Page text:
New sensors are included for oil pressure and temperature. Depending on your transmission, Classic supplies a signal generator that converts the mechanical signal to an electronic signal for the new speedo. A 45-degree adapter and extender are supplied so the electronic oil pressure sensor can be positioned to clear the intake or distributor. It’s important not to use any thread sealing tape or compound as the sensor gets its ground through the threads into the block. If possible, it’s best to mount the temperature sensor near the thermostat. Just like the oil sensor, it is recommended not to use a thread sealer. If you insist, Classic recommends a conductive sealer to aid in a quality ground path. The signal generator for the speedometer, called an SN16, simply screws in place of the bulky speedometer cable. A shielded harness is supplied to keep out any electronic interference and connects to the speedometer through three wires.

Updating the original gear indicator is an option to consider. Our ’56 uses a column shifter to pull its TH-350 into gear so we opted for the electronic selector that CI offers. The system features a small interface box that receives the gear position signal from a potentiometer that you mount on the trans. It takes a little extra work but is easily programmed for the number of gears and each gear position, but it’s a nice feature to have working again.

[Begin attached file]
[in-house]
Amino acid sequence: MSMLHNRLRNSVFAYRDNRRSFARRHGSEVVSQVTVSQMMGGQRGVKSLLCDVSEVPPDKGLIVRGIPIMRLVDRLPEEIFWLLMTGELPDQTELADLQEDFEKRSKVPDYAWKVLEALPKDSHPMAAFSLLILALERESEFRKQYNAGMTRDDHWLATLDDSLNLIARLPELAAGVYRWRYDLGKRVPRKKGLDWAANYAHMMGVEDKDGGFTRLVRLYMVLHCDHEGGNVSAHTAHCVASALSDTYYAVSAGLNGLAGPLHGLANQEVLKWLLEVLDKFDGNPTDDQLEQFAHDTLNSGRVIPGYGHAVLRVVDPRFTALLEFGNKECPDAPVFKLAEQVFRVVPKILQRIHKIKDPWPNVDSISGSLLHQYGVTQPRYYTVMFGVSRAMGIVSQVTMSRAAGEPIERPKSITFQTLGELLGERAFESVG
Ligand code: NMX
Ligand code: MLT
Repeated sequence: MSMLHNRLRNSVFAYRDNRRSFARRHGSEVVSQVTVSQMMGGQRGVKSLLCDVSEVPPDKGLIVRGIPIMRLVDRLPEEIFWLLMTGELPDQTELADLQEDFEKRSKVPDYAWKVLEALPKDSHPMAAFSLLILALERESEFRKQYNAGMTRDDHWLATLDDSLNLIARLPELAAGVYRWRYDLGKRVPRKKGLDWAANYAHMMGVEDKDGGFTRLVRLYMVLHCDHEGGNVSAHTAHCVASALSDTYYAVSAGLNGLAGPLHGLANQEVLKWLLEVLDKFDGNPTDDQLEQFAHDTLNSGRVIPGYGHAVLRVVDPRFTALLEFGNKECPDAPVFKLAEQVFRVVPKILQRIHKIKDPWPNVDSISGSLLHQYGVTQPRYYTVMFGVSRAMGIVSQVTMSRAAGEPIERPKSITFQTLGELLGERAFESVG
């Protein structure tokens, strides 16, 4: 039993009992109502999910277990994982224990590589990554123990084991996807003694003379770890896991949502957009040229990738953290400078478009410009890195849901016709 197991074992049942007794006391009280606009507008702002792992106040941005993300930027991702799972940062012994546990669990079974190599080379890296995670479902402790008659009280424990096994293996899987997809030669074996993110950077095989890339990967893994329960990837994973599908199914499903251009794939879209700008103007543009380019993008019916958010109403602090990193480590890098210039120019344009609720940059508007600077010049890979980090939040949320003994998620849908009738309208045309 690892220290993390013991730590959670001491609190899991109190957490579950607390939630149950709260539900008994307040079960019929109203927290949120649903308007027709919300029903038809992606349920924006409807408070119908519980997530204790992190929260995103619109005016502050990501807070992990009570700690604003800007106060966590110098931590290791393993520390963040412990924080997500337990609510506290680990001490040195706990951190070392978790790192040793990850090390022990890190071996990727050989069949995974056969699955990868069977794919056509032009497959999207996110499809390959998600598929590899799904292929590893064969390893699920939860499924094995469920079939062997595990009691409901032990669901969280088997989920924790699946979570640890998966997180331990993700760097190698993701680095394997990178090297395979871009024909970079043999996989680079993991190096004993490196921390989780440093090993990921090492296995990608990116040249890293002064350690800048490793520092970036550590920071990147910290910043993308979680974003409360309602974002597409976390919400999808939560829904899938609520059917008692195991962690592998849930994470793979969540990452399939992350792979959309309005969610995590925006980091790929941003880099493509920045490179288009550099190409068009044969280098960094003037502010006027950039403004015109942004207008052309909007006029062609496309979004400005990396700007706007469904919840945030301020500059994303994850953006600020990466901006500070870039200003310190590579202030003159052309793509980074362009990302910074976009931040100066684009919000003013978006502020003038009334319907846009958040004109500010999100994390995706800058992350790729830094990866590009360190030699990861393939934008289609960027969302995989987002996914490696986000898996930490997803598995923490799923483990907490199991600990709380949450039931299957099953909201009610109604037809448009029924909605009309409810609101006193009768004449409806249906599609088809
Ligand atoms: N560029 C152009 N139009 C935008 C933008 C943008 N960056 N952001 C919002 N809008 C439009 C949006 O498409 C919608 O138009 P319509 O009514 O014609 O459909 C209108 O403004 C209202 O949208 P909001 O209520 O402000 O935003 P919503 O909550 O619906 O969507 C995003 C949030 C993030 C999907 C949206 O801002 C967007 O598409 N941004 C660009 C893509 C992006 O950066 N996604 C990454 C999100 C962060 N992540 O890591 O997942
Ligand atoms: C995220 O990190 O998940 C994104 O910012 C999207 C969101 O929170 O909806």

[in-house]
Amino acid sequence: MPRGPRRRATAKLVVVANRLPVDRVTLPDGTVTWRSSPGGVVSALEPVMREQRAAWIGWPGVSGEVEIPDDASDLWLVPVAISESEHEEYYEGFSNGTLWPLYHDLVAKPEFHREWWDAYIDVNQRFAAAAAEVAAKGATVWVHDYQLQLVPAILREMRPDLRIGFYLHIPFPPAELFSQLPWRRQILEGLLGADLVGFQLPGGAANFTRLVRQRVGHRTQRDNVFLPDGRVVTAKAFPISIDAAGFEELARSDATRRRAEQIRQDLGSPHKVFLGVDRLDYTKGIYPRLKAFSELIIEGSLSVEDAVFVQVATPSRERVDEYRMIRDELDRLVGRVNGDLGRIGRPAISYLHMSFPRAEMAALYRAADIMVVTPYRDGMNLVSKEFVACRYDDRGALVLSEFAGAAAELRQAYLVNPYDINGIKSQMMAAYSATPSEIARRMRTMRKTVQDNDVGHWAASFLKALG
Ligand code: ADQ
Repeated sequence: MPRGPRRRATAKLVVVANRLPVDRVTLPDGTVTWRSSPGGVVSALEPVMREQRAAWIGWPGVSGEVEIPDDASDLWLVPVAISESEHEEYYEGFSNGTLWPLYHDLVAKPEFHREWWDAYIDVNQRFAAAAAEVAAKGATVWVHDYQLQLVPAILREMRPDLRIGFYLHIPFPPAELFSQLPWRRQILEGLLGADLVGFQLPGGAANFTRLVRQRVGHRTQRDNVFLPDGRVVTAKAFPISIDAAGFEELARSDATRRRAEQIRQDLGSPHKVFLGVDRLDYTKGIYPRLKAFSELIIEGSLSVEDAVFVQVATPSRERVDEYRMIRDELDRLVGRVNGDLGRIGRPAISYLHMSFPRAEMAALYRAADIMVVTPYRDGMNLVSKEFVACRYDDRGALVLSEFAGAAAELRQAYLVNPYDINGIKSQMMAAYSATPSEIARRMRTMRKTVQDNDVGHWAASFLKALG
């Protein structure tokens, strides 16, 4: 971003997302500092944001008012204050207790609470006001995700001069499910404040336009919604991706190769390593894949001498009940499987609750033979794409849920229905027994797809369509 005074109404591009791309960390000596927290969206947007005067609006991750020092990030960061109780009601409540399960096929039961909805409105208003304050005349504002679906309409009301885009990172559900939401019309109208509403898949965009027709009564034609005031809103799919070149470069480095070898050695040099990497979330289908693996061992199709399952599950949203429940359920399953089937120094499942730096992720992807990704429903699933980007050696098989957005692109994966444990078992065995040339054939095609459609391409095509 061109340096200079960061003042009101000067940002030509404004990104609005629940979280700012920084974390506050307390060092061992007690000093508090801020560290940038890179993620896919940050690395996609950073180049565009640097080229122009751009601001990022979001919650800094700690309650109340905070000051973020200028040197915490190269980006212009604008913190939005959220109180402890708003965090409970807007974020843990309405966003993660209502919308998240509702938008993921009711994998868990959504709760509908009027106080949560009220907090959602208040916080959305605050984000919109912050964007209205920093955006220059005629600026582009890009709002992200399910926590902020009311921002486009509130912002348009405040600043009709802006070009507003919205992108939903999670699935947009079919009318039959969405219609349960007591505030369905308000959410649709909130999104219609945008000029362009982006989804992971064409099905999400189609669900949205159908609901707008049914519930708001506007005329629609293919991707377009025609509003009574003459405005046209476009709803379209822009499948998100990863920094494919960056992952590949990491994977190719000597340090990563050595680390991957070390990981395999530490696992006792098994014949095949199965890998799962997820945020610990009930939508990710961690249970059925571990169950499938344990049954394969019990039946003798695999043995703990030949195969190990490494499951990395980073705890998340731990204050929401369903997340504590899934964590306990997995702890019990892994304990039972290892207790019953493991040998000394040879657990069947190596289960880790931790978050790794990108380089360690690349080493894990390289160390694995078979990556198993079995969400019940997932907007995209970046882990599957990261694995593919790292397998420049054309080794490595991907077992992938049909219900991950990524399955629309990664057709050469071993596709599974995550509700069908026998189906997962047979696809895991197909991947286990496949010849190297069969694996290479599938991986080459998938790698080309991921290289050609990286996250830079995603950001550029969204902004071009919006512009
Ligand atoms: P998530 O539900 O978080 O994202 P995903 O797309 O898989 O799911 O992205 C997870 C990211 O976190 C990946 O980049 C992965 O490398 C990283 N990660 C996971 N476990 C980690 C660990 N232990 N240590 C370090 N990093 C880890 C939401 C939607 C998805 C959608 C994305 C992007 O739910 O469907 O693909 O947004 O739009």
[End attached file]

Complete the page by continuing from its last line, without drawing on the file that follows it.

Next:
If a column shifter is still used, or if you want to have a gear indicator for your floor shifter, Classic offers an electronic version. The system includes a small potentiometer that connects to the shift linkage which sends a signal to a small gear selector interface. This device allows you to program the number of gears and set each position for the electronic indicator mounted in the dash. The potentiometer mounts to the side of the trans with two of the pan bolts. A hole needs to be drilled into the shift arm on the trans to connect a linkage between the arm and potentiometer.